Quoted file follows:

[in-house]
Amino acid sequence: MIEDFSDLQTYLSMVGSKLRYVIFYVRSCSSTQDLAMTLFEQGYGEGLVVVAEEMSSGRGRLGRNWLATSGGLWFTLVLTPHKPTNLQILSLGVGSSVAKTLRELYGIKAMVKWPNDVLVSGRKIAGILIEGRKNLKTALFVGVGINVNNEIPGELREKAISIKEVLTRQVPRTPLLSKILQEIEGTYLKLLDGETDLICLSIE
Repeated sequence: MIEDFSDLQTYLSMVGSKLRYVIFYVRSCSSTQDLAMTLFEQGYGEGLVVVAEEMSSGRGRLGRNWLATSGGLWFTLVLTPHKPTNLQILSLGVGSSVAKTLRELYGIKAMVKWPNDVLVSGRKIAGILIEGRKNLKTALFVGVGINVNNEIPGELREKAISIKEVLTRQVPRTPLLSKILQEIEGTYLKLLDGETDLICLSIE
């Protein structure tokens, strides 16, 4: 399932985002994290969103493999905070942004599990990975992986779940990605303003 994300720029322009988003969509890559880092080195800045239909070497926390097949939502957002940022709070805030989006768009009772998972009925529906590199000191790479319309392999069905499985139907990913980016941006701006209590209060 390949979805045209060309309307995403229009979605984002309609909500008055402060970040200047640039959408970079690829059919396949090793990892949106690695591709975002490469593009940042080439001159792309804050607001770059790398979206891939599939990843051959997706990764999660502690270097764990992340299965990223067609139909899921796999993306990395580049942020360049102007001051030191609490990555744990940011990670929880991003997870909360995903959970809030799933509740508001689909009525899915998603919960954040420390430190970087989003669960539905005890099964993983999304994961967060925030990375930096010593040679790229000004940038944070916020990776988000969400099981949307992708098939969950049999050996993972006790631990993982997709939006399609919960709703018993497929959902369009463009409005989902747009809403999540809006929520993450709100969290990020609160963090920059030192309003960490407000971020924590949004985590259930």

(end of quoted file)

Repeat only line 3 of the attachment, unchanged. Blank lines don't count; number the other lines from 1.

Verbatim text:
Repeated sequence: MIEDFSDLQTYLSMVGSKLRYVIFYVRSCSSTQDLAMTLFEQGYGEGLVVVAEEMSSGRGRLGRNWLATSGGLWFTLVLTPHKPTNLQILSLGVGSSVAKTLRELYGIKAMVKWPNDVLVSGRKIAGILIEGRKNLKTALFVGVGINVNNEIPGELREKAISIKEVLTRQVPRTPLLSKILQEIEGTYLKLLDGETDLICLSIE